Cyril (Thomas Doret) is an unruly twelve-year old who moves into an orphanage after being abandoned by his father (Jérémie Rénier). The kid is obsessed with finding a father who’s gone missing and who also sold the boy’s beloved bike.
His path crosses Samantha’s (Cécile de France), a hairdresser who will eventually become his surrogate family and accept to take the boy in on weekends. She buys back his bike, helps him find his father who keeps dodging him and puts a stop to the local gang’s shenanigans.
Through some feverish bicycling sessions and a couple of adventures that could turn out badly but don’t, Cyril works off his rage and a fear of abandonment until he and Samantha become a family of sorts.
We’re deep in Dardenne country. The Kid with the Bike is filmed in the same realistic vein that we’ve grown accustomed to with their previous films–it’s so real in fact that it can become difficult to watch Kid sometimes, just like as if we’d stumbled onto a private garden not meant for us to see.
Much like other films by the Belgian siblings, Kid shows pathetic individuals to whom life happens rather than the other way around. And whereas lesser filmmakers would spend a gratuitous amount of time trying to square a narrative with the characters’ background or motivation (why does Samantha take in the boy, why does his father reject him, why is anyone kind, why is anyone irresponsible?), the Dardennes leave things be and usually don’t include a satisfactory conclusion in their film.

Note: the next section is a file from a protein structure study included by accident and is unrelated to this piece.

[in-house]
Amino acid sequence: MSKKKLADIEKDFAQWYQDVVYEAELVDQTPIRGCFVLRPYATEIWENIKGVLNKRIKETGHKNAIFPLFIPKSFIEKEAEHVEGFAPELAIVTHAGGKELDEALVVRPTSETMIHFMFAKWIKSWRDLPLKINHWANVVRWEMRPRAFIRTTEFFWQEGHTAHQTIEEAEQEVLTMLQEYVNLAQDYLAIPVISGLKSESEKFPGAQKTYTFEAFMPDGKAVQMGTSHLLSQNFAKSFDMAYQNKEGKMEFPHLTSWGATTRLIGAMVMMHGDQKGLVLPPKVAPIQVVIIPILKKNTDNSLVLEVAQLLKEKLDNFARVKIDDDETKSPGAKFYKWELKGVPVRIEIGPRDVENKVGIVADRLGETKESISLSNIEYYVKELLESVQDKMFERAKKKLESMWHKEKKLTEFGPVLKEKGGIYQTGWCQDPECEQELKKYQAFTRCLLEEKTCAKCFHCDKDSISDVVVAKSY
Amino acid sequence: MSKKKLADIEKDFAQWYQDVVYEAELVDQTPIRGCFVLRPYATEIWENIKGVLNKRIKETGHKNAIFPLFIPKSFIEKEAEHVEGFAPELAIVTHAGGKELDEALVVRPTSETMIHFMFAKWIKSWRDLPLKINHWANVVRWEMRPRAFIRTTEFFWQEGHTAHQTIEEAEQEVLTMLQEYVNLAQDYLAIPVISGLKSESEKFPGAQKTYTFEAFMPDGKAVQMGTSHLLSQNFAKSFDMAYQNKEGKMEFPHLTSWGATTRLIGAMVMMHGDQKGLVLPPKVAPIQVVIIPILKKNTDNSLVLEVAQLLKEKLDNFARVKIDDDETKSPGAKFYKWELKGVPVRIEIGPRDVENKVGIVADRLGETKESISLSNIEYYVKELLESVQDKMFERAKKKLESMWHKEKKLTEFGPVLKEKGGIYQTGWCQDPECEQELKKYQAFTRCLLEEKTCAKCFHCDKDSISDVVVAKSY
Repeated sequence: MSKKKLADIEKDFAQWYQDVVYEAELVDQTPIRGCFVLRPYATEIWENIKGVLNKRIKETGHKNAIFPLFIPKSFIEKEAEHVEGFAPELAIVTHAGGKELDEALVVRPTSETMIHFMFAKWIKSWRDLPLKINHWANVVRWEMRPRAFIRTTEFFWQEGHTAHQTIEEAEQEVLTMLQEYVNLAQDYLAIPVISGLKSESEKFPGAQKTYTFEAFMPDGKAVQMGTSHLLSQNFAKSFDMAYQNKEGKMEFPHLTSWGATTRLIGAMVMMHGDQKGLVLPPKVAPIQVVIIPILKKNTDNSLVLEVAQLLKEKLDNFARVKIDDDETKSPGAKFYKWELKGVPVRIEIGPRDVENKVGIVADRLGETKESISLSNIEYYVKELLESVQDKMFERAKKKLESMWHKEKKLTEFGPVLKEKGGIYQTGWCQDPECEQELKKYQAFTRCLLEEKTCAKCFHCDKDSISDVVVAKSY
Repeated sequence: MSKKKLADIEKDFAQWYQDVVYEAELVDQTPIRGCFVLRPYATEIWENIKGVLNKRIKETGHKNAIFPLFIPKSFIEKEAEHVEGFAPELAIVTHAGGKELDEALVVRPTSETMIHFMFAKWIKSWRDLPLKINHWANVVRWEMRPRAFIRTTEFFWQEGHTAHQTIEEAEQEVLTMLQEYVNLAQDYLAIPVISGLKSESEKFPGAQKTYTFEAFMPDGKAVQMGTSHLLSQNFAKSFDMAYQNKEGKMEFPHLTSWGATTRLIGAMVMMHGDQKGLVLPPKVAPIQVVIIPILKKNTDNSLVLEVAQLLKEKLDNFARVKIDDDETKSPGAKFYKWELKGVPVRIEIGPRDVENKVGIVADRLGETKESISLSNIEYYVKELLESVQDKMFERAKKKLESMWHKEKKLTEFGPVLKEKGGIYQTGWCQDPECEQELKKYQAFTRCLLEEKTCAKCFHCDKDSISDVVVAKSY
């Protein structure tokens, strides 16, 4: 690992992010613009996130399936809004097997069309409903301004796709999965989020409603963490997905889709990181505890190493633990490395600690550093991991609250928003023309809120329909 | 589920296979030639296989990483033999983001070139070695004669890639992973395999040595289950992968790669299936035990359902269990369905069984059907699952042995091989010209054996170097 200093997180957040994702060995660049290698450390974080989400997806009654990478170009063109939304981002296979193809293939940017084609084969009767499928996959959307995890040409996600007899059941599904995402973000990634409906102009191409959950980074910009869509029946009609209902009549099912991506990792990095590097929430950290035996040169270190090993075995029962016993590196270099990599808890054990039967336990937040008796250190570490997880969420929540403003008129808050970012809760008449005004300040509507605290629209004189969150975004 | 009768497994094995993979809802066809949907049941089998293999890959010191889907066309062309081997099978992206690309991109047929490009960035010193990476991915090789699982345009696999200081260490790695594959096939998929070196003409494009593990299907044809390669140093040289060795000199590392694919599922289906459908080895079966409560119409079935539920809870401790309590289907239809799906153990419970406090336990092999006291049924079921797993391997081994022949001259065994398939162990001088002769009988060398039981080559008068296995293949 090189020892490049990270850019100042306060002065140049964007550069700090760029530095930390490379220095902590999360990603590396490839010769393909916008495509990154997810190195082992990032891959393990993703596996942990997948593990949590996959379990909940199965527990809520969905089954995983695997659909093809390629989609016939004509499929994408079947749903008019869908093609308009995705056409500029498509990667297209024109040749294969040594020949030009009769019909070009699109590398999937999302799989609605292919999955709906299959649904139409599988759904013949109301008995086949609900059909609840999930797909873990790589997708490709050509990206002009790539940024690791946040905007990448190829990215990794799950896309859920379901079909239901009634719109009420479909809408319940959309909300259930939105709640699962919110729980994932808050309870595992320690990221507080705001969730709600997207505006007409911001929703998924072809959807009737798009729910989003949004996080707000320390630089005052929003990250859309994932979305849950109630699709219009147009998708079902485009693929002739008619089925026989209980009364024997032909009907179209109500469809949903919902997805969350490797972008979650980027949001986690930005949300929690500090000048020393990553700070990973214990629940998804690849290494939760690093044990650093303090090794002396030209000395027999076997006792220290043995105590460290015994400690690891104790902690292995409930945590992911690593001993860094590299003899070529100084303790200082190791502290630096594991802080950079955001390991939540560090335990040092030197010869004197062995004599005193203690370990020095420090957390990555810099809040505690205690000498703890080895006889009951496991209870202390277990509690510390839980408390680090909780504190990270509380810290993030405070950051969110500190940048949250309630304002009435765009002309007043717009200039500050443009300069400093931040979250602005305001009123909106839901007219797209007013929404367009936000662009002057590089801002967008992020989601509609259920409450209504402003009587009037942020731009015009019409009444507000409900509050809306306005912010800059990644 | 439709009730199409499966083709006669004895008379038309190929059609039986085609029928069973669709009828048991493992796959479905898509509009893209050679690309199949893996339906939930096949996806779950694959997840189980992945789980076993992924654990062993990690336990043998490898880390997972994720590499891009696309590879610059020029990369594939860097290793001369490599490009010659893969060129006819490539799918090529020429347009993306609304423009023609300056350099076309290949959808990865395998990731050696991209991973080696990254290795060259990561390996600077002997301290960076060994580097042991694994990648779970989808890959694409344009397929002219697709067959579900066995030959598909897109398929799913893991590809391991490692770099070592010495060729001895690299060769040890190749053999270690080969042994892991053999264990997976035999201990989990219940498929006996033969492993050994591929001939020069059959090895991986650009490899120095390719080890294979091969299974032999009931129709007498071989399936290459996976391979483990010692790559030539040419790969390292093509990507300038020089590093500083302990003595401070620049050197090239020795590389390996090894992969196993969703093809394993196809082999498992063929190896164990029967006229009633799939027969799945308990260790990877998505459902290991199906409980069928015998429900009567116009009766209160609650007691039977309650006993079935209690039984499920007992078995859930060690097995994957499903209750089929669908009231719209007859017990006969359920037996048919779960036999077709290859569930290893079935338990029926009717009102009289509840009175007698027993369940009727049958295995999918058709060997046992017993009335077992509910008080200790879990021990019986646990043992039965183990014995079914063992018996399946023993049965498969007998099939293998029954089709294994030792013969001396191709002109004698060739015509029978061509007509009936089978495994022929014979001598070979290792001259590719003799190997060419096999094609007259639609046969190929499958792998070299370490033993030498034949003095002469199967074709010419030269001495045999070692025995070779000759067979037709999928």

Despite its pitiable main character, The Kid on the Bike is not as bleak as Lorna and The Son, the only other Dardenne movies I’ve seen. Samantha’s generosity toward the kid is the film’s strong feature of redemption.
Of note, there’s a little bit of music in this movie, something rarely encountered in the Dardenne opus. But even here, the intrusion is discreet. A few soaring Beethoven notes repeated several times, and a longer piece from the “Emperor” concerto played during the end credits. A perfect choice of a musical score. And a very good film.
Opens in New York and Los Angeles on March 16th, 2012.